After an abysmal season for Florida strawberry growers, BerryStacks has decided not to go for a command performance next year. The farm will likely still be run by KYV Farm, but no strawberries will be planted. Instead, there will be a variety of fruits and vegetables grown. Status of the farm as a pick-your-own operation is not known; but visiting the BerryStacks Facebook page should keep potential customers informed.
Two years of hydroponic farming have taught me plenty: first, I would have to know a lot more about farming in general to reach any level of mastery; second, it’s time to let a more experienced farmer take the reins. After a disappointing 2013 growing season all over Florida, the decision to lease BerryStacks for the next year was easily made.
KYV farm is bringing it’s expertise to BerryStacks for the upcoming season. Owned and run by Francisco Arroyo and his wife Vivian Bayona, KYV grows certified organic produce, and practices environmentally friendly farming methods. Francisco has a background in dairy farming. He and Vivian have been farming together for seven years. New to hydroponics, Francisco attended the training workshop offered by Bob Hochmuth of North Florida Research and Education this spring. We are confident in his ability to show us how it’s done!
BerryStacks will be planted with 30,000 strawberry plugs this September. That’s almost a 30% increase over the number of plants we had last season. KYV will be using coco coir and pine bark, in an 80/20 mix, as planting medium. This combination is fast becoming an industry standard in Florida, and should produce healthy, robust plants.
Plans to stock the farm store with a combination of seasonal certified organic and traditional field-grown produce are being made. Opening date and hours of operation are yet to be defined.
We anticipate a terrific 2014 season. I for one, look forward to the novelty of going to BerryStacks and picking strawberries instead of trimming plants!
We are counting the days till our re-opening on Thursday, November 29. The strawberry plants are looking great, and we have already trimmed blossoms and immature berries from two of our four cultivars. This will allow the plants a little more time to “green up”, which means bigger fruit and a more plentiful harvest. We will probably apply a blossom booster next week .
The pine bark we added to the medium is beginning to release acid as we hoped it would. pH levels are optimum for strawberry production. We are in the process of adding the pine bark to the blueberries as well.
Due to our attention being on seeding and planting for the new season, the compost heap has disappeared beneath a lush carpet of flowers and other vegetation. I’m not really sure what to do with that, but it sure is pretty.
Just a few details left before we open for the 2013 season; frost cloth has to be repositioned and plastic has to be installed on the seed tunnels. I’ve been a little anxious about seed germination rates on the lettuce, but the recent cool snap seems to have remedied that.
We can hardly wait until the 29th. It will be so good to have the public back on the farm again! It’s been lonely without them.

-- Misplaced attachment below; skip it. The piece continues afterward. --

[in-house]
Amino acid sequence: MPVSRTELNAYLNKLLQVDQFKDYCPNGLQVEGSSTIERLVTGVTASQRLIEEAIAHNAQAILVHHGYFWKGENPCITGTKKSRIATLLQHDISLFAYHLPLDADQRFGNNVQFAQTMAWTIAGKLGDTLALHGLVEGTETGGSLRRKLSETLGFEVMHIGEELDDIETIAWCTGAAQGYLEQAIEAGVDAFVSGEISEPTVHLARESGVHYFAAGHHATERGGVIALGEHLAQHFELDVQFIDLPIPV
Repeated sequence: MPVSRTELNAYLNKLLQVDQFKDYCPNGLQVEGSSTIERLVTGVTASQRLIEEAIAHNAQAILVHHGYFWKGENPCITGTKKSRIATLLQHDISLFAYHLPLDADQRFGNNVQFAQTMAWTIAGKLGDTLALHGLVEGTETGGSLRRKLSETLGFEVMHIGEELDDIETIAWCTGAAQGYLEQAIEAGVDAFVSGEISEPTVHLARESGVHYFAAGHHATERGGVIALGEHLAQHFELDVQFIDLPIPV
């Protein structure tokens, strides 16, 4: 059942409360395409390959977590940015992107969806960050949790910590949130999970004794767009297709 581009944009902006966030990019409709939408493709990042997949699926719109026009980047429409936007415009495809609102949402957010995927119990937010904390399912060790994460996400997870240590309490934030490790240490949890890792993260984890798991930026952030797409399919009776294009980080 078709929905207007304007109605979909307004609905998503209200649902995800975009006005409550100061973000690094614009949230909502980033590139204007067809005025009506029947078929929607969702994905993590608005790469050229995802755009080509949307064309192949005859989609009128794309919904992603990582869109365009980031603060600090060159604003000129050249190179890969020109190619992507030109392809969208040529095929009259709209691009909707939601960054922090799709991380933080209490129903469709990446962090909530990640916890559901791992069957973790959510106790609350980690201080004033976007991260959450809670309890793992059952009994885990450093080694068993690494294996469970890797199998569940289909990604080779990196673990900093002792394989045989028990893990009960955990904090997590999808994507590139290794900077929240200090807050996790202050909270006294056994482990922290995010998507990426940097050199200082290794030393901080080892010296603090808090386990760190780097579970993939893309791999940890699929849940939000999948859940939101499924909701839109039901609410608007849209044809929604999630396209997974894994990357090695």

Having reached the end of a grueling Florida summer, we are gearing up for what we most love; providing a fun place for folks to forage for fresh, delicious food! The strawberry plants are letting us know how happy they are by growing profusely. Sugar snap and snow peas will be climbing the stacks in no time. Chard and kale are maturing rapidly, and lettuces are breaking ground. Shade covering has been removed from the field, and clean-up from the late summer monsoon is progressing nicely.
In addition to the Strawberry Festival and Camarosa strawberries we produced last year, we are introducing two new cultivars; Albion (an early producer,) and Camino Real (preferred by chocolatiers for its long stems that are good for dipping!)
We have created a “Berr-0-meter” for the website, that will let folks know what the ripe berry count is in the field for a given weekend. This will be posted in the side bar on the “What’s Available” page.
Lettuces will consist of our old stand-bys, Romaine, Red Sails, Bibb, and Mesclun Mix, with a new twist; we will be offering the option of tender baby lettuces, cut from their trays before your eyes, for ready-to-eat salads!
Our winter peas are Oregon Sugar Pod II, and Super Sugar Snap, both known for their great taste, heavy production (two pods per stem,) and disease resistance.
In response to requests by our patrons, we are adding numbered row markers, to make it easier to find what you’re looking for.
We have found a St. Augustine family who is producing raw honey, and has agreed to supply us! They are being mentored by a very old gentleman who has been keeping bees all of his life.
We will continue to carry old-fashioned soda pop and locally made sauces. Our jam and jelly supplier has added some new flavors, so we now have fig jam and pumpkin butter.
There are plans to dress up the store front a bit; those will become evident as they unfold. 🙂
All in all, it’s shaping up to be an exciting season!
Veteran Florida farmers we met over the last year all told us, “We don’t even try to grow anything in the summer here.” After weeks and weeks of fighting high heat, hot nights, stifling humidity, and bugs in numbers rivaling the plagues of ancient Egypt, we concur. The hope that hydroponic growing might be different is but a fading memory.